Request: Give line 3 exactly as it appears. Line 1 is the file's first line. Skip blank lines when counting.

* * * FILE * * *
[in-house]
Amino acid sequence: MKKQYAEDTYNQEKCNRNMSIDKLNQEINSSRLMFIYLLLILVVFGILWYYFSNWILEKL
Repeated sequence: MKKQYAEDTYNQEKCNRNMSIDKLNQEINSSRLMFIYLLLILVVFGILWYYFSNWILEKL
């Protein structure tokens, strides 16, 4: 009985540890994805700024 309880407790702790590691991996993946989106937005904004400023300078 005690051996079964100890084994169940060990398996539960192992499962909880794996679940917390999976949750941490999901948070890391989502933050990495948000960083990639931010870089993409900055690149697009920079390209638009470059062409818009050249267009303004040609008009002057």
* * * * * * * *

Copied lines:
Repeated sequence: MKKQYAEDTYNQEKCNRNMSIDKLNQEINSSRLMFIYLLLILVVFGILWYYFSNWILEKL